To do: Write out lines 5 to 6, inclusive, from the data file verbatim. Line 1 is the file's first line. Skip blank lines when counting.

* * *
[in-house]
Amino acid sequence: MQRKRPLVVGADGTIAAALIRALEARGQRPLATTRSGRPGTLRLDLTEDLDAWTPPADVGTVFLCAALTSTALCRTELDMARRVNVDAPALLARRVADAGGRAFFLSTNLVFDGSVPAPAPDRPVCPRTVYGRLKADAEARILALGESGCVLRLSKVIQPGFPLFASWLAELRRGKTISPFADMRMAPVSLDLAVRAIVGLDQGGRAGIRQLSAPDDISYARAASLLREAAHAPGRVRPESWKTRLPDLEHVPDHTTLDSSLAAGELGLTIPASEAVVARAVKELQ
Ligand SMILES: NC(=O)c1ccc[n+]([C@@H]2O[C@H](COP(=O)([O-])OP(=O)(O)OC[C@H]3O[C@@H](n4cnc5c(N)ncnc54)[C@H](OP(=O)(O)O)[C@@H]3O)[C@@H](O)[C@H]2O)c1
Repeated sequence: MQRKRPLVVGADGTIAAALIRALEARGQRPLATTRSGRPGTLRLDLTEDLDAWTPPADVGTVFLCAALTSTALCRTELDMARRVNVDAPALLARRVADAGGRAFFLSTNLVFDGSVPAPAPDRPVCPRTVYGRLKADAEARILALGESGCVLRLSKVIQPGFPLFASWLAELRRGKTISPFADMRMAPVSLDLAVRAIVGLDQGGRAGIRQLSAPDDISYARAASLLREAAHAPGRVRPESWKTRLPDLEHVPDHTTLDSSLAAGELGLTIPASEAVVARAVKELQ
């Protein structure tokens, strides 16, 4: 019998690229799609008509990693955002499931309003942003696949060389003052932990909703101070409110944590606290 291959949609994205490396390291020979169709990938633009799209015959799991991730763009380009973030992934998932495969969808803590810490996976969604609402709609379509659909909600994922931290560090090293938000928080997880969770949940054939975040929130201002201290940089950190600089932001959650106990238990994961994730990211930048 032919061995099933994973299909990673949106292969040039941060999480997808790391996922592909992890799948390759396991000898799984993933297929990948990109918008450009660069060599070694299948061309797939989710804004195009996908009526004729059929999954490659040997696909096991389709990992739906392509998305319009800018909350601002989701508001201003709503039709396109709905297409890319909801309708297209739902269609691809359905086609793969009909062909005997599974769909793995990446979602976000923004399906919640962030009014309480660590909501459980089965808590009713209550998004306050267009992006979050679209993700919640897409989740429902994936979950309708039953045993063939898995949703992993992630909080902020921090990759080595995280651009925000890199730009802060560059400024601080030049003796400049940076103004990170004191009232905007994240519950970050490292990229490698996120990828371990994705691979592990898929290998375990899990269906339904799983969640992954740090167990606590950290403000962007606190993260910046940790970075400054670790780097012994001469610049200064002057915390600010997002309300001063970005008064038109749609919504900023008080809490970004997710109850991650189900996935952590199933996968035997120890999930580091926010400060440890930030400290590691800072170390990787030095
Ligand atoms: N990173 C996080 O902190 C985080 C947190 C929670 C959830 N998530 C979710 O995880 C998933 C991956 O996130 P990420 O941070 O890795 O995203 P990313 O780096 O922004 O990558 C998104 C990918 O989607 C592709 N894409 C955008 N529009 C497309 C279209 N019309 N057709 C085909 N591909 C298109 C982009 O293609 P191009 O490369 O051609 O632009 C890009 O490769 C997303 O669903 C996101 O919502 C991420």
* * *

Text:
């Protein structure tokens, strides 16, 4: 019998690229799609008509990693955002499931309003942003696949060389003052932990909703101070409110944590606290 291959949609994205490396390291020979169709990938633009799209015959799991991730763009380009973030992934998932495969969808803590810490996976969604609402709609379509659909909600994922931290560090090293938000928080997880969770949940054939975040929130201002201290940089950190600089932001959650106990238990994961994730990211930048 032919061995099933994973299909990673949106292969040039941060999480997808790391996922592909992890799948390759396991000898799984993933297929990948990109918008450009660069060599070694299948061309797939989710804004195009996908009526004729059929999954490659040997696909096991389709990992739906392509998305319009800018909350601002989701508001201003709503039709396109709905297409890319909801309708297209739902269609691809359905086609793969009909062909005997599974769909793995990446979602976000923004399906919640962030009014309480660590909501459980089965808590009713209550998004306050267009992006979050679209993700919640897409989740429902994936979950309708039953045993063939898995949703992993992630909080902020921090990759080595995280651009925000890199730009802060560059400024601080030049003796400049940076103004990170004191009232905007994240519950970050490292990229490698996120990828371990994705691979592990898929290998375990899990269906339904799983969640992954740090167990606590950290403000962007606190993260910046940790970075400054670790780097012994001469610049200064002057915390600010997002309300001063970005008064038109749609919504900023008080809490970004997710109850991650189900996935952590199933996968035997120890999930580091926010400060440890930030400290590691800072170390990787030095
Ligand atoms: N990173 C996080 O902190 C985080 C947190 C929670 C959830 N998530 C979710 O995880 C998933 C991956 O996130 P990420 O941070 O890795 O995203 P990313 O780096 O922004 O990558 C998104 C990918 O989607 C592709 N894409 C955008 N529009 C497309 C279209 N019309 N057709 C085909 N591909 C298109 C982009 O293609 P191009 O490369 O051609 O632009 C890009 O490769 C997303 O669903 C996101 O919502 C991420």